If you loved The Martian, as I did, you have been waiting for Andy Weir's next book. No one else does exactly his sassy, Capra-esque, hard science thing. I wanted more of The Martian, but I'll also admit that I didn't have a lot of hope that I would get much more than a rehash of the same thing that worked so well the first time. I was eager, but I can't say that I was optimistic.
But I was wrong! Artemis was so much fun, and I won't say it didn't have a lot in common with his breakout book, but it's definitely not treading the same ground. If I say to you, "imagine Andy Weir wrote a heist novel on the moon," you will be able to picture Artemis. If what you picture sounds like fun, well, you're into a treat, my friend.
Jazz Bashara lives in a closet on the moon. Most people do--square footage is expensive. But her life is going all right--she's got her little private bunk, her courier job, her local watering hole. She's even got a solid side gig (well, main gig, really) as a smuggler--Artemis, the moon's only city, doesn't have a lot of rules, but the ones it does have are somewhat strict about things like cigars.
Jazz is a rough-around-the-edges underachiever, a supergenius (natch) who never finished school because of a series of skeevy boyfriends and a streak of sheer stubbornness. She's mostly estranged from her father and she's pissed at a lot of people--most of the characters we meet in the first quarter of the book are people she's annoyed with for one reason or another.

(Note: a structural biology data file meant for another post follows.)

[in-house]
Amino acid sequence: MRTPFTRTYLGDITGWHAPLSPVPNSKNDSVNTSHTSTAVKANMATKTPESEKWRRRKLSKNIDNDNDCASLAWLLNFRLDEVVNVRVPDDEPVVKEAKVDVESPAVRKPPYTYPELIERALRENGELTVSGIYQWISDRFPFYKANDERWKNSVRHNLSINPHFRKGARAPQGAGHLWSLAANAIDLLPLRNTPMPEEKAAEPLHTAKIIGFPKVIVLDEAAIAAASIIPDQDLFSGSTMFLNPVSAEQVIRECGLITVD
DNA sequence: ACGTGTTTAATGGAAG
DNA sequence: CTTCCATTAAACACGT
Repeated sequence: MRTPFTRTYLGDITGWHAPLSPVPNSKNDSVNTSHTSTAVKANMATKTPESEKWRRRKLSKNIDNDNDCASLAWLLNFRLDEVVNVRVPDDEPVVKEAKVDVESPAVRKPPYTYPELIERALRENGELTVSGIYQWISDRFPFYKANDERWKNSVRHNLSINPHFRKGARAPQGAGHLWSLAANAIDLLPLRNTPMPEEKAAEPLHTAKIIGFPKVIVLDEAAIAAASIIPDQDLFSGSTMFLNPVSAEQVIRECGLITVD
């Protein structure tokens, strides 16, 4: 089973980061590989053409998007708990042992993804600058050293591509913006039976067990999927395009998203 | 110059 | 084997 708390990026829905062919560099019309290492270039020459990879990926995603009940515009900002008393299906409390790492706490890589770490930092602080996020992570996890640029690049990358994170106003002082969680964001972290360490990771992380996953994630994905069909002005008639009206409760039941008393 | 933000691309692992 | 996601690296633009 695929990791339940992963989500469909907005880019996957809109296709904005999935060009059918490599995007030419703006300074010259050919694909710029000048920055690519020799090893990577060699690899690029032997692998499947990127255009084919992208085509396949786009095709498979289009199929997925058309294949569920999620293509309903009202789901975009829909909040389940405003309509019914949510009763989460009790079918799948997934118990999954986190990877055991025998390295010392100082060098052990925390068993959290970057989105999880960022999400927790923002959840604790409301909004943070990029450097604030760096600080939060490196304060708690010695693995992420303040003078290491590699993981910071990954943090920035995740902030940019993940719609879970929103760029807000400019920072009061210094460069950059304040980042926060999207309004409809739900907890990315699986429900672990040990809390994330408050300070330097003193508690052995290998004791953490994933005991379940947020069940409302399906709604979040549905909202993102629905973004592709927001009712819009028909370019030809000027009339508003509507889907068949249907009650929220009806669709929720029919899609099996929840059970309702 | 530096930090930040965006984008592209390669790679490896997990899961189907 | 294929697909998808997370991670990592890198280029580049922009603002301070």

When an opportunity to make a fortune for one day of (illegal) work falls into her lap, she jumps on it and the caper is on. She needs to sabotage some equipment that's outside Artemis's protective bubble. Here begins the science, as Andy Weir does what he does best, figuring out just what the failsafes and equipment in a place like Artemis might look like, and how a supergenius might sabotage them. Of course, things don't go smoothly (what heist does?) and Jazz finds friends and allies along the way as she heads in the direction of saving the day.
I loved that there was a big cast of characters and that the relationships in Jazz's life were a big part of the book. I wasn't really sure Weir could pull it off, but it's heartwarming. Admittedly, it's not high-level emotional arc or characterization going on here, and the prose is the complete opposite of purple (green prose? is that a thing?). But I liked Jazz the way I liked Mark Watney, and I loved that I got to see her argue and grouch at people, ask for favors and figure things out and trick people and be tricked.
Lately I've been pretty careful with male authors writing female characters, but I haven't got much fault to find here--mostly because there isn't a lot of sex or gender here at all. I mean, Jazz is a woman, and she talks about how good-looking some men are (which is kind of stilted but not distracting), but mostly, Jazz is just a person, and she's convincing as such. She's foul-mouthed and irritable and stubborn as hell, which serves her well--Weir is not trying to write "woman," but rather lets her be who she is.
I loved this book. It was so much fun. There were big laughs and low-gravity fight scenes and complicated science explanations and life-or-death ticking clocks. It's not for everyone, but if you liked The Martian, you want to read this.
(I got a copy of this book for free from Netgalley for an honest review.)